Software development cycle:
1. Programmer produces code he believes is bug-free.
2. Product is tested. 20 bugs are found.
3. Programmer fixes 10 of the bugs and explains to the testing department that the other 10 aren't really bugs.
4. Testing department finds that five of the fixes didn't work and discovers 15 new bugs.
5. Repeat three times steps 3 and 4.
6. Due to marketing pressure and an extremely premature product announcement based on overly-optimistic programming schedule, the product is released.
7. Users find 137 new bugs.
8. Original programmer, having cashed his royalty check, is nowhere to be found.
9. Newly-assembled programming team fixes almost all of the 137 bugs, but introduce 456 new ones.
10. Original programmer sends underpaid testing department a postcard from Fiji. Entire testing department quits.
11. Company is bought in a hostile takeover by competitor using profits from their latest release, which had 783 bugs.
12. New CEO is brought in by board of directors. He hires a programmer to redo program from scratch.
13. Programmer produces code he believes is bug-free.
My friend told me he had to leave the play after Act l. Knowing he'd waited forever to see it, I asked him why. He said the program stated that Act ll was two years later, and he refused to wait that long.
A young cowboy from Montana goes off to college.
Halfway through the semester, having foolishly squandered all his money, he begins thinking about his dire situation. He hatches a plan. He calls home.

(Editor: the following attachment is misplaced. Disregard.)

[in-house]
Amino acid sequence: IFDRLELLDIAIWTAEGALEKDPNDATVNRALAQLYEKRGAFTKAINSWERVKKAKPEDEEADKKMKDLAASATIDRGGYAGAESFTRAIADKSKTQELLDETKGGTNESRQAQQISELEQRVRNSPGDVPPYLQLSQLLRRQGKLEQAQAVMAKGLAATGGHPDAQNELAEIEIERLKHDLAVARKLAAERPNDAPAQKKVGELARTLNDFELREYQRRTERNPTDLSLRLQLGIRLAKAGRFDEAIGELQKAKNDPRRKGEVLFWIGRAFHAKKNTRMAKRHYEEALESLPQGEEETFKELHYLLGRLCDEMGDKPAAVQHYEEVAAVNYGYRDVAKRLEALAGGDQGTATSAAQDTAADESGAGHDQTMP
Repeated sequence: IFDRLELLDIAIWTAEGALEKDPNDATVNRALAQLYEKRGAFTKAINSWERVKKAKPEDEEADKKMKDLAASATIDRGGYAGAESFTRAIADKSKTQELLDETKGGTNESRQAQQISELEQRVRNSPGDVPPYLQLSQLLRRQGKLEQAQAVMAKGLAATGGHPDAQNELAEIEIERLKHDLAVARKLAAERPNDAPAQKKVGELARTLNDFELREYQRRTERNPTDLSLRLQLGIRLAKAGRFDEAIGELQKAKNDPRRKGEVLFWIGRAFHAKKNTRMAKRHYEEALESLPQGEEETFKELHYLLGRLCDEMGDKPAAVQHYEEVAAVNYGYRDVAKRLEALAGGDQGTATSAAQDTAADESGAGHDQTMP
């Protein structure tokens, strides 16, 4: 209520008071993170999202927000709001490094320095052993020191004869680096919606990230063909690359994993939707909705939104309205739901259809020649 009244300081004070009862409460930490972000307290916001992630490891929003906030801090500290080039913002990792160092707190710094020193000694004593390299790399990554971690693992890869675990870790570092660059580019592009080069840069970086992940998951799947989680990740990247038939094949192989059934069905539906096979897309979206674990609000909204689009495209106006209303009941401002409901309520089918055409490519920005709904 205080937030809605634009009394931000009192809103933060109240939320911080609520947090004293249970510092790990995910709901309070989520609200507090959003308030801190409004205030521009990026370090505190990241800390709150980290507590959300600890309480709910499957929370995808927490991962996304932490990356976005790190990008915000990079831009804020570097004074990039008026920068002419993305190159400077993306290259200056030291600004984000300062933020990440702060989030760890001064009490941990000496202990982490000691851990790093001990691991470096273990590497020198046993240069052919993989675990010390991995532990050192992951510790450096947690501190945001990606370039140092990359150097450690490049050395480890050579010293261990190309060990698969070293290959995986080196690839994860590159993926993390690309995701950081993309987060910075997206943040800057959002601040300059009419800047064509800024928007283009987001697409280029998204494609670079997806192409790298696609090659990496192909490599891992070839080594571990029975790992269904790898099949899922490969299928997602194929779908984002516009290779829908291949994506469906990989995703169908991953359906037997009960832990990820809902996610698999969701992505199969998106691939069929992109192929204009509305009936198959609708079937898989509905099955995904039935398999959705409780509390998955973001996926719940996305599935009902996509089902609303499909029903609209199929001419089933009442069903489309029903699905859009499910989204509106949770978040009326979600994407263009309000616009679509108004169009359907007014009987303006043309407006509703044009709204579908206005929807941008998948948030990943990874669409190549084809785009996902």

"Dad," he says to his father, "You won't believe what modern education is developing! They actually have a program here in University that will teach our dog, Ole' Blue how to talk!"
"That's amazing!" his Dad says. "How do I get Ole' Blue in that program?"
"Just send him down here with $1,000," the son says "and I'll get him in the course."
So, his father sends the dog and $1,000.
About two-thirds of the way through the semester, the money again runs out. The boy calls home.
So how's Ole' Blue doing son?" his father asks.
"Awesome, Dad, he's talking up a storm," he says, "but you just won't believe this, they've had such good results they have started to teach the animals how to read!"
Read!?" says his father, taken aback. "No kidding! How do we get Blue in that program?"
"Just send $2,500, I'll get him in the class."
The money promptly arrives. But the young lad has a problem. At the end of the year, his father will find out the dog can neither talk, nor read. So he ponders his problem, again and again, he comes up with a plan. He finds the dog a new home and gives him away to a loving family. When he arrives home at the end of the year, his father is all excited.
"Where's Ole' Blue? I just can't wait to talk to him!"
"Dad," the boy says, "I have some grim news. Yesterday morning, just before we left to drive home, Ole' Blue was in the living room, kicking back in the recliner, reading the Wall Street Journal, as he usually does. Then Ole' Blue turned to me and asked, 'So, is your daddy still messing around with that little redhead who lives down the street?'"
The father went white, then red, then exclaimed, "I hope you shot that lying dog before he talks that trash to your Mother!"
"I sure did, Dad!"
"That's my boy!"